It’s not your father’s recruiting process anymore. Certainly not what Ewing is used to. And not what John Thompson, Ewing’s former coach, relied on to build the Georgetown brand. He was a high school coach in Washington before he came to Georgetown in 1972, and brought five Washington players with him when he showed up on the campus’s hilltop.
That natural feeder system, however, disappeared long ago, and its decline didn’t help John Thompson III bolster the program when he became the Hoyas’ coach in 2004. He was fired two weeks ago after not making the N.C.A.A. tournament for two seasons in a row, and replaced by Ewing, who has 15 years’ experience of coaching as an assistant in the N.B.A. but none in college.
From Stevens’s perspective, Ewing must get to work schmoozing with the local basketball community — like, yesterday.
“The first 72 hours is important,” Stevens said. “The community is watching. How do you connect with the community? How do you connect with the guys who have a relationship with these local players? It won’t be easy, but I think he can do it.”
He added: “It’s just like if I was courting a woman. I’d buy her some flowers, take her to the best restaurants. You have to make them a priority.”
The problem with that is that Ewing has never navigated the labyrinth of the recruiting world. So the assistants he hires will be important.
“It’s all about going out and selling your program,” Ewing said. “I think that I’m a great salesman.”
It will be easier for him to sell Georgetown than it would be for other coaches, considering he’s a Hall of Famer and an 11-time N.B.A. All-Star. But, at 54, it’s no guarantee that current high schoolers even know who he is, let alone what he has done.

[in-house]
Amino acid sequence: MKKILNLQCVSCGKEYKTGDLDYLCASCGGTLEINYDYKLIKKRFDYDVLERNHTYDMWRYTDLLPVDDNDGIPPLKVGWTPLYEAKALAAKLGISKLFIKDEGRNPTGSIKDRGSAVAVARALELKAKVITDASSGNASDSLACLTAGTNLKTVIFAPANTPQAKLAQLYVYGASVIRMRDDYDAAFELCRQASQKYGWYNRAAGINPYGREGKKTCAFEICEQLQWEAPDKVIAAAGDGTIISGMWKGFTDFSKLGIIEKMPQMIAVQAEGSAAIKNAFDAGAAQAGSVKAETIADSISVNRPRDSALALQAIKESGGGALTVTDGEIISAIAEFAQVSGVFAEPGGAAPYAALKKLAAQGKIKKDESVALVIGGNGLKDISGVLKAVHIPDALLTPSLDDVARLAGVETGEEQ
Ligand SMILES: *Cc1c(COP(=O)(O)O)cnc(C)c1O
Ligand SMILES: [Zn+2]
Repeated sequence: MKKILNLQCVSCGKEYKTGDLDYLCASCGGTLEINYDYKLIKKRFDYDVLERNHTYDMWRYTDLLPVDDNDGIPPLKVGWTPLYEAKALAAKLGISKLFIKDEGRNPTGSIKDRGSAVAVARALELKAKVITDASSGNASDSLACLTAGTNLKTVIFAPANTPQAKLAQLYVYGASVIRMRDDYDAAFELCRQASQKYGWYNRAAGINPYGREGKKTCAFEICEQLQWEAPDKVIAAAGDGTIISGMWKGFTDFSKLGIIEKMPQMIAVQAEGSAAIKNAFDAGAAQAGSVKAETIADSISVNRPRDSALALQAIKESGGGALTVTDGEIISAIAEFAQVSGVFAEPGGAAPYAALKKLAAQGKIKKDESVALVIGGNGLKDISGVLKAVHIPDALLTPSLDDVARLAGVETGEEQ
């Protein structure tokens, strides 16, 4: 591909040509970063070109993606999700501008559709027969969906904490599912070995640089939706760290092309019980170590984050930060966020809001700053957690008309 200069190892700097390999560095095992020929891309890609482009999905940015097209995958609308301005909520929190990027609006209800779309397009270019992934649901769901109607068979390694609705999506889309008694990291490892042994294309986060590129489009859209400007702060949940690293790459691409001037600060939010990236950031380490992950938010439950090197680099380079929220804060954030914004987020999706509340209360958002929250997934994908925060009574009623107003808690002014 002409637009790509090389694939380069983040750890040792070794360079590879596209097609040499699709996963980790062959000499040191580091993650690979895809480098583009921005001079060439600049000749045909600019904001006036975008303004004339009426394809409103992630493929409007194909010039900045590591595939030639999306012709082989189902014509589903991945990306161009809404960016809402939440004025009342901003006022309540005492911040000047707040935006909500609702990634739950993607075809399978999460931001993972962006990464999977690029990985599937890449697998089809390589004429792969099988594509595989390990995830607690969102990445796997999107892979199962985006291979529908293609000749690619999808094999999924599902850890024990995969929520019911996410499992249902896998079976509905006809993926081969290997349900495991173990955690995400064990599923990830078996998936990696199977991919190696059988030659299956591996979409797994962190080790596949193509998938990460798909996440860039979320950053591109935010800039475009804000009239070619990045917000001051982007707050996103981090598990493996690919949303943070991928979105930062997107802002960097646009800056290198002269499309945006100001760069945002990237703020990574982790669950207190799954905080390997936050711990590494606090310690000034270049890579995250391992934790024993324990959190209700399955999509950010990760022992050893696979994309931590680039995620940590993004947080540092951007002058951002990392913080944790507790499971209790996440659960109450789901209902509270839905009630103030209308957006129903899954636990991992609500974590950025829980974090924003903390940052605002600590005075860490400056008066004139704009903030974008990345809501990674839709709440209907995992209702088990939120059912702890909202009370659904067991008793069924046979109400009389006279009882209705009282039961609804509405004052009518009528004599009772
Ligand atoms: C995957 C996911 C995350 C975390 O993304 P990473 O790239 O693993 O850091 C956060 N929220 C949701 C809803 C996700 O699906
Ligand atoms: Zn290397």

“He was blocking shots long before I was even born, and I think recruits will be excited to see him,” said guard Tre Campbell, who is from Washington and one of the Hoyas’ few local players. “But I really know him because I used to watch ‘Space Jam.’ ”
Some players won’t know Ewing for his dominance on the Knicks but will recognize him because he had a role in that 1996 cult film starring Michael Jordan — and Bugs Bunny. In the film, Ewing and other professional players have their talents stolen by aliens. But don’t knock it.
“He has to find creative ways to bring an attraction there,” Stevens said. “Find something different. I don’t know what that is. But he needs to find a way to get these kids to stay home and play here. He has to work hard at being the closer. He has to get the guys to believe in him and what Georgetown brings to the table.”
Georgetown’s athletic director, Lee Reed, acknowledged the importance of Ewing’s assistants on Wednesday. “Patrick might not have the recruiting experience,” Reed said, “but he’s smart enough to know what he doesn’t know, and that’s going to be important going forward. He’ll surround himself with people who do know.”
Time will tell if Stevens will be one of those people.
“I’m not going to call him,” Stevens said, as he chatted up people in the hallway, well after the news conference was over. “But I think he’ll call me.”